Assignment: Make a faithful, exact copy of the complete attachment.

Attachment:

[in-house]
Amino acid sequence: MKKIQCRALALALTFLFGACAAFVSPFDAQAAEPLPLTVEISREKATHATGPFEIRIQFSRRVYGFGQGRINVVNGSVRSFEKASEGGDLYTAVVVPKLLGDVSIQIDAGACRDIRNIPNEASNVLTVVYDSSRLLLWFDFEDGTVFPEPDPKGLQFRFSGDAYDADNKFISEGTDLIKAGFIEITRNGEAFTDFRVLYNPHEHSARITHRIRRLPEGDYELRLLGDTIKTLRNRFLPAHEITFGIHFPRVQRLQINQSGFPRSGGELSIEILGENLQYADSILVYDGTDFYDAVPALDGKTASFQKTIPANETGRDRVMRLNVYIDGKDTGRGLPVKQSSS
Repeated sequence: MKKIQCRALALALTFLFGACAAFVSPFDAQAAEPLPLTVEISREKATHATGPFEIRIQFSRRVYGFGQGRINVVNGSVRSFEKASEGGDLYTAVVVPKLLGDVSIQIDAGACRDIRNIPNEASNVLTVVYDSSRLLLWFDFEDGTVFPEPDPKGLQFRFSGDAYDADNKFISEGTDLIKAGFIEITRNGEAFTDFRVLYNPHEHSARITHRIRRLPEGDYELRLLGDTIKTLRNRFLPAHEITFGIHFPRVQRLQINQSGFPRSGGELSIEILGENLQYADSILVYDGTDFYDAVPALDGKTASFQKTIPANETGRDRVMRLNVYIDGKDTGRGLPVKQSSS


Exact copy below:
[in-house]
Amino acid sequence: MKKIQCRALALALTFLFGACAAFVSPFDAQAAEPLPLTVEISREKATHATGPFEIRIQFSRRVYGFGQGRINVVNGSVRSFEKASEGGDLYTAVVVPKLLGDVSIQIDAGACRDIRNIPNEASNVLTVVYDSSRLLLWFDFEDGTVFPEPDPKGLQFRFSGDAYDADNKFISEGTDLIKAGFIEITRNGEAFTDFRVLYNPHEHSARITHRIRRLPEGDYELRLLGDTIKTLRNRFLPAHEITFGIHFPRVQRLQINQSGFPRSGGELSIEILGENLQYADSILVYDGTDFYDAVPALDGKTASFQKTIPANETGRDRVMRLNVYIDGKDTGRGLPVKQSSS
Repeated sequence: MKKIQCRALALALTFLFGACAAFVSPFDAQAAEPLPLTVEISREKATHATGPFEIRIQFSRRVYGFGQGRINVVNGSVRSFEKASEGGDLYTAVVVPKLLGDVSIQIDAGACRDIRNIPNEASNVLTVVYDSSRLLLWFDFEDGTVFPEPDPKGLQFRFSGDAYDADNKFISEGTDLIKAGFIEITRNGEAFTDFRVLYNPHEHSARITHRIRRLPEGDYELRLLGDTIKTLRNRFLPAHEITFGIHFPRVQRLQINQSGFPRSGGELSIEILGENLQYADSILVYDGTDFYDAVPALDGKTASFQKTIPANETGRDRVMRLNVYIDGKDTGRGLPVKQSSS